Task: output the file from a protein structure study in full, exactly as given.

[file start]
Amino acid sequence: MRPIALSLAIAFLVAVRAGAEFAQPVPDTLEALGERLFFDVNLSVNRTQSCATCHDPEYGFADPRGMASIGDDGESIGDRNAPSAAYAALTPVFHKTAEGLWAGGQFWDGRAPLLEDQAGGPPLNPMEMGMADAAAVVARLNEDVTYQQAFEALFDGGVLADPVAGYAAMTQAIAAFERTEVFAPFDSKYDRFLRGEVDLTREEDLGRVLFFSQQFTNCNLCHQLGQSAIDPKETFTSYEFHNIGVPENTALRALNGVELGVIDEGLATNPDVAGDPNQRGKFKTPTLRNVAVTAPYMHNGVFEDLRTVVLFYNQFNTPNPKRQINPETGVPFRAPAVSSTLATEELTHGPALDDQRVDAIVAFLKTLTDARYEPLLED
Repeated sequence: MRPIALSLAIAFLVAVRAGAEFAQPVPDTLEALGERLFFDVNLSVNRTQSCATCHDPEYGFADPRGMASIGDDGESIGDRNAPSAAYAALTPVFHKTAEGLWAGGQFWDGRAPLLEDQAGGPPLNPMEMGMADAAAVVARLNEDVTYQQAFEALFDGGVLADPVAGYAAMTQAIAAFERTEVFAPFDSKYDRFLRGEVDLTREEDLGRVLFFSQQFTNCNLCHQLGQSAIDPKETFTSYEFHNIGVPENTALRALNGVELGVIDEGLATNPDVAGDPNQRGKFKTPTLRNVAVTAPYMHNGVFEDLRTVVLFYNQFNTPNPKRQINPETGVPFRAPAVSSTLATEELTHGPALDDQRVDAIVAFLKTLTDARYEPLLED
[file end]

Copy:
Amino acid sequence: MRPIALSLAIAFLVAVRAGAEFAQPVPDTLEALGERLFFDVNLSVNRTQSCATCHDPEYGFADPRGMASIGDDGESIGDRNAPSAAYAALTPVFHKTAEGLWAGGQFWDGRAPLLEDQAGGPPLNPMEMGMADAAAVVARLNEDVTYQQAFEALFDGGVLADPVAGYAAMTQAIAAFERTEVFAPFDSKYDRFLRGEVDLTREEDLGRVLFFSQQFTNCNLCHQLGQSAIDPKETFTSYEFHNIGVPENTALRALNGVELGVIDEGLATNPDVAGDPNQRGKFKTPTLRNVAVTAPYMHNGVFEDLRTVVLFYNQFNTPNPKRQINPETGVPFRAPAVSSTLATEELTHGPALDDQRVDAIVAFLKTLTDARYEPLLED
Repeated sequence: MRPIALSLAIAFLVAVRAGAEFAQPVPDTLEALGERLFFDVNLSVNRTQSCATCHDPEYGFADPRGMASIGDDGESIGDRNAPSAAYAALTPVFHKTAEGLWAGGQFWDGRAPLLEDQAGGPPLNPMEMGMADAAAVVARLNEDVTYQQAFEALFDGGVLADPVAGYAAMTQAIAAFERTEVFAPFDSKYDRFLRGEVDLTREEDLGRVLFFSQQFTNCNLCHQLGQSAIDPKETFTSYEFHNIGVPENTALRALNGVELGVIDEGLATNPDVAGDPNQRGKFKTPTLRNVAVTAPYMHNGVFEDLRTVVLFYNQFNTPNPKRQINPETGVPFRAPAVSSTLATEELTHGPALDDQRVDAIVAFLKTLTDARYEPLLED